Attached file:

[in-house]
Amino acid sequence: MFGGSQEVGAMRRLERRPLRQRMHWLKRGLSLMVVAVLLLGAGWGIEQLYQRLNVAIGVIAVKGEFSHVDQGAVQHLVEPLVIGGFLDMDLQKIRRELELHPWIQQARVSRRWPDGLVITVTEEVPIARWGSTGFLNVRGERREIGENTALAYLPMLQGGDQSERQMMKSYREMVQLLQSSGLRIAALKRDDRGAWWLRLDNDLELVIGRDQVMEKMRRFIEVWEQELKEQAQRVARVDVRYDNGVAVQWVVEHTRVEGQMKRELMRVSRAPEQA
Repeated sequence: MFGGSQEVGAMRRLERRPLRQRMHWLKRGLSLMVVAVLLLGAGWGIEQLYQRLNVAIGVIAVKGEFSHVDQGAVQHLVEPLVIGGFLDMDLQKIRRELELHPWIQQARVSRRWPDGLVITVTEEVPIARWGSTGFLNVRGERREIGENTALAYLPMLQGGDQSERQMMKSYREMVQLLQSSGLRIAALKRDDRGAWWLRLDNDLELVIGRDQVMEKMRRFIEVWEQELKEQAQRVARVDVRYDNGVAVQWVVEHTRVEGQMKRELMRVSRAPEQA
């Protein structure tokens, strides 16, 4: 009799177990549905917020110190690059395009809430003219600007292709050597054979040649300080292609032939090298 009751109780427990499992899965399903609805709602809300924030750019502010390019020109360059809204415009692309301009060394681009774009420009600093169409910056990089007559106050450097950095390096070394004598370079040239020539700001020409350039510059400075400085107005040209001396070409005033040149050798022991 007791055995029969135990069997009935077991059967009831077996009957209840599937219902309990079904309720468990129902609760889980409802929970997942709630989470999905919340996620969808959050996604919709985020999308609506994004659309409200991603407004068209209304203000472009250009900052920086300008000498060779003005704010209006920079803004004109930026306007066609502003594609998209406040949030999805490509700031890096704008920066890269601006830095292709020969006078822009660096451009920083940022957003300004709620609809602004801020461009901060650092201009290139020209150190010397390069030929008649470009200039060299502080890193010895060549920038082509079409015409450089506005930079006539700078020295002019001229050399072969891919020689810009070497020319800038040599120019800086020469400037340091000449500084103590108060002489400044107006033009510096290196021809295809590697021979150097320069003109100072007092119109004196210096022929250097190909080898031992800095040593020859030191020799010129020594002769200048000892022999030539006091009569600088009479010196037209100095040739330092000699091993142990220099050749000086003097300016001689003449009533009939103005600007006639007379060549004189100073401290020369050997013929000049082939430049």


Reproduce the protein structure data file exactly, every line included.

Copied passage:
[in-house]
Amino acid sequence: MFGGSQEVGAMRRLERRPLRQRMHWLKRGLSLMVVAVLLLGAGWGIEQLYQRLNVAIGVIAVKGEFSHVDQGAVQHLVEPLVIGGFLDMDLQKIRRELELHPWIQQARVSRRWPDGLVITVTEEVPIARWGSTGFLNVRGERREIGENTALAYLPMLQGGDQSERQMMKSYREMVQLLQSSGLRIAALKRDDRGAWWLRLDNDLELVIGRDQVMEKMRRFIEVWEQELKEQAQRVARVDVRYDNGVAVQWVVEHTRVEGQMKRELMRVSRAPEQA
Repeated sequence: MFGGSQEVGAMRRLERRPLRQRMHWLKRGLSLMVVAVLLLGAGWGIEQLYQRLNVAIGVIAVKGEFSHVDQGAVQHLVEPLVIGGFLDMDLQKIRRELELHPWIQQARVSRRWPDGLVITVTEEVPIARWGSTGFLNVRGERREIGENTALAYLPMLQGGDQSERQMMKSYREMVQLLQSSGLRIAALKRDDRGAWWLRLDNDLELVIGRDQVMEKMRRFIEVWEQELKEQAQRVARVDVRYDNGVAVQWVVEHTRVEGQMKRELMRVSRAPEQA
């Protein structure tokens, strides 16, 4: 009799177990549905917020110190690059395009809430003219600007292709050597054979040649300080292609032939090298 009751109780427990499992899965399903609805709602809300924030750019502010390019020109360059809204415009692309301009060394681009774009420009600093169409910056990089007559106050450097950095390096070394004598370079040239020539700001020409350039510059400075400085107005040209001396070409005033040149050798022991 007791055995029969135990069997009935077991059967009831077996009957209840599937219902309990079904309720468990129902609760889980409802929970997942709630989470999905919340996620969808959050996604919709985020999308609506994004659309409200991603407004068209209304203000472009250009900052920086300008000498060779003005704010209006920079803004004109930026306007066609502003594609998209406040949030999805490509700031890096704008920066890269601006830095292709020969006078822009660096451009920083940022957003300004709620609809602004801020461009901060650092201009290139020209150190010397390069030929008649470009200039060299502080890193010895060549920038082509079409015409450089506005930079006539700078020295002019001229050399072969891919020689810009070497020319800038040599120019800086020469400037340091000449500084103590108060002489400044107006033009510096290196021809295809590697021979150097320069003109100072007092119109004196210096022929250097190909080898031992800095040593020859030191020799010129020594002769200048000892022999030539006091009569600088009479010196037209100095040739330092000699091993142990220099050749000086003097300016001689003449009533009939103005600007006639007379060549004189100073401290020369050997013929000049082939430049």